Yes: Republican statewide victories in Florida, over a Senate seat and the governorship, as well as a governor’s victory in Ohio and basically a tie for the statehouse in Wisconsin despite Scott Walker’s narrow loss, indicate that the electoral path Trump navigated to the presidency in 2016 remains plausible in 2020.
But: The midterms offered redundant evidence (some GOP strategists have been warning of this for a generation) that the party’s base is predominately rural in a country growing more urban and suburban, predominately white and culturally conservative in a country growing more diverse and culturally tolerant. Do Republicans really think that losing a majority of people who voted – as they did in 2016 and did again Tuesday night – but clinging to power through institutions designed to buffer democracy like the Senate and Electoral College is a wise strategy long-term?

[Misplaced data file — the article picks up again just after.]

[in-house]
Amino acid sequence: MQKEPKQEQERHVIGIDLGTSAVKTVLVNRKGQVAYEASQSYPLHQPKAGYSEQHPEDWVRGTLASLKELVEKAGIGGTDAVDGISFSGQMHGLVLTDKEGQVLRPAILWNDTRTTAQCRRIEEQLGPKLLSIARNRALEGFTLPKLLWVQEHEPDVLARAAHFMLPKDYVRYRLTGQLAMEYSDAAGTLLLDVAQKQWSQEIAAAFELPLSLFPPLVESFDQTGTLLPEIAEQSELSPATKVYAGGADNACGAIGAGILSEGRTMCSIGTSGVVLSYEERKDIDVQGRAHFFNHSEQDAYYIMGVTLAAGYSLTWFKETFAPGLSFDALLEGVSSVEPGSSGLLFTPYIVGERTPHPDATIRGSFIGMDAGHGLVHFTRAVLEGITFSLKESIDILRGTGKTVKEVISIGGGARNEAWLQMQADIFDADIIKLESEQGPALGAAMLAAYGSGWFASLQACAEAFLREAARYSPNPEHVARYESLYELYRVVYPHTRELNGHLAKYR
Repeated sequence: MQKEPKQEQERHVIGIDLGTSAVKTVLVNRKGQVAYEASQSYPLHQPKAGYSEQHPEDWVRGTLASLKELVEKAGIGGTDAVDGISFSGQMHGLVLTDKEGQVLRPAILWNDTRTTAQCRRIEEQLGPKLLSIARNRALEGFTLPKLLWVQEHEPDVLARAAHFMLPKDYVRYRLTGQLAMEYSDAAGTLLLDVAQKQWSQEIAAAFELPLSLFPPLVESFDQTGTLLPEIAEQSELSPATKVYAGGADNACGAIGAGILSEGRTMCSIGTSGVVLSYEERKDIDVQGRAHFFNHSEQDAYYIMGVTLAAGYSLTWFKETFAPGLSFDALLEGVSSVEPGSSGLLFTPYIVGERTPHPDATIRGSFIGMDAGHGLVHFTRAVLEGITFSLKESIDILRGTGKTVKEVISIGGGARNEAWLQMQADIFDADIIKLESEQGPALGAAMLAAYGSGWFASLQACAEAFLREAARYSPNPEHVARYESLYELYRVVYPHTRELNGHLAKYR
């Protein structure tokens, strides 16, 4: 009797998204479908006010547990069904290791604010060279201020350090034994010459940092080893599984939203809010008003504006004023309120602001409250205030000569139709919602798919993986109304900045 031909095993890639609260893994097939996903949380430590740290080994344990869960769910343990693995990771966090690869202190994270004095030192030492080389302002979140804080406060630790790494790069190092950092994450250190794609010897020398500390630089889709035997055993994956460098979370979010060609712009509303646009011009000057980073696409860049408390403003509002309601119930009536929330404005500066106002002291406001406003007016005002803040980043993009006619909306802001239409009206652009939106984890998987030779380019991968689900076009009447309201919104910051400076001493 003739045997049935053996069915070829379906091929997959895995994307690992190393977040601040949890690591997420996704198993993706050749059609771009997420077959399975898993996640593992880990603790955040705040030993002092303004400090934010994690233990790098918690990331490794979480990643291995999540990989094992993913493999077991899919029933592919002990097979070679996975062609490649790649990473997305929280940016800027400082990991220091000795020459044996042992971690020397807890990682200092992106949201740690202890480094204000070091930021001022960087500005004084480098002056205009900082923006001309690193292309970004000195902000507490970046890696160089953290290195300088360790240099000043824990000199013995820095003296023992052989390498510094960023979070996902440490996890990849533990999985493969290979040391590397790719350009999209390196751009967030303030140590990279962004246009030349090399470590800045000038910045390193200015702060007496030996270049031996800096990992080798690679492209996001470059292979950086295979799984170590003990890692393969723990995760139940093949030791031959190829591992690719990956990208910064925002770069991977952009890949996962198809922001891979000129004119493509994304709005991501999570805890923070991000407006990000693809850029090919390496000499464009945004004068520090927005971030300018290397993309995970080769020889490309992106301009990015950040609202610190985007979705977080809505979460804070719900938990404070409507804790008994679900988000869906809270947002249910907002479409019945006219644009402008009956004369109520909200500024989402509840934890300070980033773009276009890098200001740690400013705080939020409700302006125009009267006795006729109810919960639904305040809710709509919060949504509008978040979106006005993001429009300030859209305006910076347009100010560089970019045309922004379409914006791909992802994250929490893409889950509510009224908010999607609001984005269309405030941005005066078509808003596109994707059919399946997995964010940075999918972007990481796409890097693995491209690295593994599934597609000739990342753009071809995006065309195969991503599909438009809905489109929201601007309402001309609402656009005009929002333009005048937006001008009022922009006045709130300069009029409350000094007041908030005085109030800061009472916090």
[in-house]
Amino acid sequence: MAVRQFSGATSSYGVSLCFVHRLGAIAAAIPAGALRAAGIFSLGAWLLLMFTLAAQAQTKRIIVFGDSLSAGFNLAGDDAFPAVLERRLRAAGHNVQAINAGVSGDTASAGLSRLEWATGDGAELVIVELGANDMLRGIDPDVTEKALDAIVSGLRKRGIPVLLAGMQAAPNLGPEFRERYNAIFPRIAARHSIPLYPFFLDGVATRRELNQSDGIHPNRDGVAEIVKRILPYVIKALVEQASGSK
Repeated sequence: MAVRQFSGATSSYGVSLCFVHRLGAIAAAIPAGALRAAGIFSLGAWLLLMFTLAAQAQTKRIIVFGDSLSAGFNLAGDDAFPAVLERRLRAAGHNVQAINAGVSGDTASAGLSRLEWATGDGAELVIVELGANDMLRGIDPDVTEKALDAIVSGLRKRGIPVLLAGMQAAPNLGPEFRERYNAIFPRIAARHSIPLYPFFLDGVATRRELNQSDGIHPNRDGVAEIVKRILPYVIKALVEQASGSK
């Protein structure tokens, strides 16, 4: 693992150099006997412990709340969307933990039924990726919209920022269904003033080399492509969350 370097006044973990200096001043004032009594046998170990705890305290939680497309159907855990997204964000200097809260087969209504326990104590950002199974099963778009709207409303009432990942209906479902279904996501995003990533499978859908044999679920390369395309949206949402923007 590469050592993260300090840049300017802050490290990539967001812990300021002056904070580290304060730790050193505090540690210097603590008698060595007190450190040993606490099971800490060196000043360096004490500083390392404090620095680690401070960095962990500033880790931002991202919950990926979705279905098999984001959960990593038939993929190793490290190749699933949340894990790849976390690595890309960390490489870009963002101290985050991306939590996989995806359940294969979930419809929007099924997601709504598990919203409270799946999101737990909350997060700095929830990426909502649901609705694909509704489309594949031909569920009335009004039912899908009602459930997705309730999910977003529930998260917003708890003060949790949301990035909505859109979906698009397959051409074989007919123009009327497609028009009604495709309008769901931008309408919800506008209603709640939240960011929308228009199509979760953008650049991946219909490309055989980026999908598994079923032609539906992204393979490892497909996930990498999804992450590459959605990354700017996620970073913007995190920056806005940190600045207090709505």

The suburbs, which formed the bedrock of the Republican Party for half a century, are increasingly Democratic ground. The slow suburban exodus from the GOP has accelerated and even expanded beyond the Midwest and Northeast to the South and across the Sunbelt. Name the big metro – Atlanta, Chicago, Dallas, Houston, Minneapolis, Philadelphia – and chances are there’s a Republican incumbent who lost Tuesday night or barely escaped.
Whose fault is it?